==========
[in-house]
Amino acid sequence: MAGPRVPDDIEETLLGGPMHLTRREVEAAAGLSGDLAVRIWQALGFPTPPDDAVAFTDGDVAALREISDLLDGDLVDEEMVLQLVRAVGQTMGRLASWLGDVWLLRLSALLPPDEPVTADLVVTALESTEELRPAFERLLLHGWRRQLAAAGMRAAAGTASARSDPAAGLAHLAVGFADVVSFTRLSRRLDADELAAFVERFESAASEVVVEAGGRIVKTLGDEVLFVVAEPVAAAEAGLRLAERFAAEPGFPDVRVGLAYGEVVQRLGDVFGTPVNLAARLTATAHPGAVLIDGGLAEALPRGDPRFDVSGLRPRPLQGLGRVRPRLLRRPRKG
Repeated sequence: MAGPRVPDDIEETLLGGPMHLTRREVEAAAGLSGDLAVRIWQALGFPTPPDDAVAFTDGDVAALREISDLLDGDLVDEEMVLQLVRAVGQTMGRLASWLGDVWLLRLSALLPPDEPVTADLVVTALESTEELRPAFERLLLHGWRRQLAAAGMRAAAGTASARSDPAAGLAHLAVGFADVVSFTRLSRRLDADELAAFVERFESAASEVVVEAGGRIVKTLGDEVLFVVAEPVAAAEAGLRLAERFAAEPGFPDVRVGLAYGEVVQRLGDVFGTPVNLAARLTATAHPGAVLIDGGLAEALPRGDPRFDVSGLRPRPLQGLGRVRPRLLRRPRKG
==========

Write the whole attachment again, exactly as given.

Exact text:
[in-house]
Amino acid sequence: MAGPRVPDDIEETLLGGPMHLTRREVEAAAGLSGDLAVRIWQALGFPTPPDDAVAFTDGDVAALREISDLLDGDLVDEEMVLQLVRAVGQTMGRLASWLGDVWLLRLSALLPPDEPVTADLVVTALESTEELRPAFERLLLHGWRRQLAAAGMRAAAGTASARSDPAAGLAHLAVGFADVVSFTRLSRRLDADELAAFVERFESAASEVVVEAGGRIVKTLGDEVLFVVAEPVAAAEAGLRLAERFAAEPGFPDVRVGLAYGEVVQRLGDVFGTPVNLAARLTATAHPGAVLIDGGLAEALPRGDPRFDVSGLRPRPLQGLGRVRPRLLRRPRKG
Repeated sequence: MAGPRVPDDIEETLLGGPMHLTRREVEAAAGLSGDLAVRIWQALGFPTPPDDAVAFTDGDVAALREISDLLDGDLVDEEMVLQLVRAVGQTMGRLASWLGDVWLLRLSALLPPDEPVTADLVVTALESTEELRPAFERLLLHGWRRQLAAAGMRAAAGTASARSDPAAGLAHLAVGFADVVSFTRLSRRLDADELAAFVERFESAASEVVVEAGGRIVKTLGDEVLFVVAEPVAAAEAGLRLAERFAAEPGFPDVRVGLAYGEVVQRLGDVFGTPVNLAARLTATAHPGAVLIDGGLAEALPRGDPRFDVSGLRPRPLQGLGRVRPRLLRRPRKG